Some Russian Album??? (Vladimir Vysotsky-In Concert)

Another international effort, again from Half Price Books in Sugar Land.  This was $4.  I do like Russian music as past blogs has shown but I bought this for no better reason than I thought the guy on the cover looked like me.  I have bought records for worse reasons. (Note-Not a real cigarette).

That being said, I know absolutely nothing about the singer or this record.  If there are any Russians reading this, if you could give me a little information or at least tell me the singers name, that would be appreciated. It is a live album as there is banter between songs. I believe this came out in 1987.  That and 1967 are the only dates I can make out on this.

I do really like this record.  It is simply a guy and a guitar and has a real Gogo Bordello vibe to it.  The guy has talent but I do not know what he is singing about.  Hopefully this is not a super, alt right, nationalistic record. again any information would be helpful.  As far as a sample, there were four songs I really liked so I am posting them all. For a record, I know absolutely nothing about,  I really like it.  I am going Top Rated with this one.

UPDATE: A few days after writing this post, I decided to stop being lazy and actually put some efforts into finding out who this was by.  Right now, my working theory is that this is a posthumous re-release of a 1967 piece by Russian musician and actor Vladimir Vysotsky.  Again, this is just a working theory but I am about 90% sure this is him.

Link to Wiki page

Vysotsky, born in Moscow in 1938, was a prolific artist who wrote over 600 songs and had an unique style which has been oft emulated by artists (Gogol Bordello for one).  Largely ignored by Soviet elites, his political and social commentary nonetheless made him a star in his lifetime and a Russian icon in the music world.

Alcohol, tobacco, and drug use led to an early death in 1980 at the age of 42.   He has been called one of the most singular influential musicians in 20th century Russia and this album is a great indication of that.  Anyway, this is who I think this is.  If any one can confirm or deny, that would help.  

UPDATE 2:  I am now 99.99% sure this is Vysotsky and this is  a live album of early performances. Incidentally, the Wikipedia link discusses in detail his guitar style which I have enjoyed playing with over the past few days. Anyway, I belive the song below is one of his well known ones. It was also featured in the movie White Nights.

Alexandrov Ensemble- Song and Dance of the Soviet Army

The Alexandrov Ensemble, previously known as the Red Army Ensemble/Choir, has been one of my favorites to post since I started this blog.  This album was $1.00.  It should be noted that it was originally bought at the State-owned Russian store Beriozka which sold goods for hard currency, which was illegal for most Soviet citizens to carry.  Go figure.  Anyway, the album is mostly in Russian and the record does not fit in the cover.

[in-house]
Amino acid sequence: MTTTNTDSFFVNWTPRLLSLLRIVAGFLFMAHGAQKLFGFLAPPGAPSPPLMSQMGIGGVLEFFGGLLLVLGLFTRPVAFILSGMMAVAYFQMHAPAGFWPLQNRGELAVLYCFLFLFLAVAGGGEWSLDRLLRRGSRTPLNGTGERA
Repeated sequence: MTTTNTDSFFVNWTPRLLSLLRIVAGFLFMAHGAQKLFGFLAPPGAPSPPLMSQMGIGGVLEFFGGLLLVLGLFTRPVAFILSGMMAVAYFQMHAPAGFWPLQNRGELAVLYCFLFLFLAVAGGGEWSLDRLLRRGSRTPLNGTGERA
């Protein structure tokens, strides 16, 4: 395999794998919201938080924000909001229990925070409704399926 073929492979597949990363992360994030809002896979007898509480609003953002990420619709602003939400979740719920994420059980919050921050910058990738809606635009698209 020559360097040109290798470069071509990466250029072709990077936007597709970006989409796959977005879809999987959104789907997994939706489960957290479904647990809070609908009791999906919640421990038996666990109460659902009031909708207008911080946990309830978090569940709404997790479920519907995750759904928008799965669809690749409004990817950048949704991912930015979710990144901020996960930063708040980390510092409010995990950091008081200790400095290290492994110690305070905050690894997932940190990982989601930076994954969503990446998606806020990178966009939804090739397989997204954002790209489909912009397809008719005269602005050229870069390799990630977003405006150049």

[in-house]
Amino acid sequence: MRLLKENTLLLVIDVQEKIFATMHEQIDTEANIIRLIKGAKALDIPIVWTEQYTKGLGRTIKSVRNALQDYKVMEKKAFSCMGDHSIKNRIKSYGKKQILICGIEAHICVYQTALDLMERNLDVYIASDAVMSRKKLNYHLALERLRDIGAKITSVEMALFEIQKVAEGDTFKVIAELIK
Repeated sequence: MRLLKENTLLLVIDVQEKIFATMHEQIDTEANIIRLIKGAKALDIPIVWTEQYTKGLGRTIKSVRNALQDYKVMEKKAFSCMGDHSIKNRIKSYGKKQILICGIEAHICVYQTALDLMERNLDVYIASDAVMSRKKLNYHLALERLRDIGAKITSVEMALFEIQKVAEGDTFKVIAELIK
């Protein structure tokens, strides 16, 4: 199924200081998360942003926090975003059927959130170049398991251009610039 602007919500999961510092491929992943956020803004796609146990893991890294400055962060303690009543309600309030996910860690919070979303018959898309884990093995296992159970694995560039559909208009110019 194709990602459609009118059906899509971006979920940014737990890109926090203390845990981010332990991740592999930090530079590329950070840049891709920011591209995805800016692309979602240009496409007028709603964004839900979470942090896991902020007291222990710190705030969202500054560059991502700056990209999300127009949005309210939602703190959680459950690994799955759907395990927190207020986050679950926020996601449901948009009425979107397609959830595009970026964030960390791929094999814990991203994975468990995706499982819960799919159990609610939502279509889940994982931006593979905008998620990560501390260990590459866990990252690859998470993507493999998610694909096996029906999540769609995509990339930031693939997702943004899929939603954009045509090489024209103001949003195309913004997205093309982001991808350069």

It was a great tragedy both for Russia and the world of music last December, when a plane carrying 64 members of the Ensemble crashed on route to Syria to entertain troops.  No auditions were held in January and by February 18, a new Ensemble was able to perform for Defender of The Fatherland Day.  With a series of concerts scheduled for Russia and Europe, this marks a new chapter for the storied Ensemble.

The chapter of this record, however, goes back a ways.  The band on this record was led by Boris Alexandrov, who took over as director after the death of his father in 1946.  Boris’s father, Alexander Vasilyevich Alexandrov, was the first director as well as the Ensemble’s name sake.  However, under Boris, the the group’s prominence spread outside of Russia.  He was known for his strict discipline and a result, the Ensemble became a highly disciplined unit.  Under Boris’ direction, the group played the historic 1948 Berlin Peace Concert as well as a series of events with Finland’s The Leningrad Cowboys.  Boris retired in 1994 and died the same year.

I do not know much about this record as it is mostly in Russian.  It has 1976 and 1978 on it so I imagine it came out around then, although one would think it was from the 1950’s due to the artwork .  It is a good album.  I like it.  A bunch of Russian tunes.  There were none that I could recognize and they sounded less folksy than other Ensemble records I own.  Plus there was none of that bird call sound that I like.  But despite these things, it is still a good record.  If anyone knows Russian and can tell me anything about this record, plus note I have a comment section.

As I do not know any of the names of the songs, here this is as a sample.  Enjoy.

Satisfactory Record.

 

 

The Russian Balalaika Orchestra- An Evening in Old Moscow

DSCN5077 (1024x1017)This was a dollar.  I like my Russian tunes. balalaika-1969px

The balalaika, the chief instrument on this record, originated from the Russian Caucuses, with roots from the Kazakh dombra and the Mongolian topshur.   Early versions featured anywhere between two to six strings.  The first mention of the instrument came from a Kremlin guard’s log book in 1688 when two commoners were stopped from playing the instrument while drunk.  The instrument kicked around in various forms until the 1880’s when violinist Vasily Vasilievich Andreyev developed the standardized it to three strings.  From here, the instrument started its use in orchestras, with many arrangements written by Andreyev. This made the balalaika both a staple of Tsarist Russia and a supported art form of the Soviet Union. Those two things do not always mix well.DSCN5078 (1024x995)